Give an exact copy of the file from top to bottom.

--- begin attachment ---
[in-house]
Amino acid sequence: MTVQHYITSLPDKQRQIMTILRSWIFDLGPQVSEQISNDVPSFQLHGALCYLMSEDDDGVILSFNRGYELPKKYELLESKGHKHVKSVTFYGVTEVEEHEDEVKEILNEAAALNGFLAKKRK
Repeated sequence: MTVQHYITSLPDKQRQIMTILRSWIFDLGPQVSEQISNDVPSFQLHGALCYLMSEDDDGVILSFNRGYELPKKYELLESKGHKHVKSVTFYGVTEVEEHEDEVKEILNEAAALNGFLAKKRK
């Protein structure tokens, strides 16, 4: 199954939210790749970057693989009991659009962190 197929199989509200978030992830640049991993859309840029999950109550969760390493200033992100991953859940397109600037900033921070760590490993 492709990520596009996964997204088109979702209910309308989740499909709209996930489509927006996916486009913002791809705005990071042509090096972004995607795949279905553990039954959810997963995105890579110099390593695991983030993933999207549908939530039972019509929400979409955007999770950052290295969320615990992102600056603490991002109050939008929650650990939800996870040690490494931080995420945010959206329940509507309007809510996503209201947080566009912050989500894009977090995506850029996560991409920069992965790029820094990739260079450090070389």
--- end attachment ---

[in-house]
Amino acid sequence: MTVQHYITSLPDKQRQIMTILRSWIFDLGPQVSEQISNDVPSFQLHGALCYLMSEDDDGVILSFNRGYELPKKYELLESKGHKHVKSVTFYGVTEVEEHEDEVKEILNEAAALNGFLAKKRK
Repeated sequence: MTVQHYITSLPDKQRQIMTILRSWIFDLGPQVSEQISNDVPSFQLHGALCYLMSEDDDGVILSFNRGYELPKKYELLESKGHKHVKSVTFYGVTEVEEHEDEVKEILNEAAALNGFLAKKRK
């Protein structure tokens, strides 16, 4: 199954939210790749970057693989009991659009962190 197929199989509200978030992830640049991993859309840029999950109550969760390493200033992100991953859940397109600037900033921070760590490993 492709990520596009996964997204088109979702209910309308989740499909709209996930489509927006996916486009913002791809705005990071042509090096972004995607795949279905553990039954959810997963995105890579110099390593695991983030993933999207549908939530039972019509929400979409955007999770950052290295969320615990992102600056603490991002109050939008929650650990939800996870040690490494931080995420945010959206329940509507309007809510996503209201947080566009912050989500894009977090995506850029996560991409920069992965790029820094990739260079450090070389």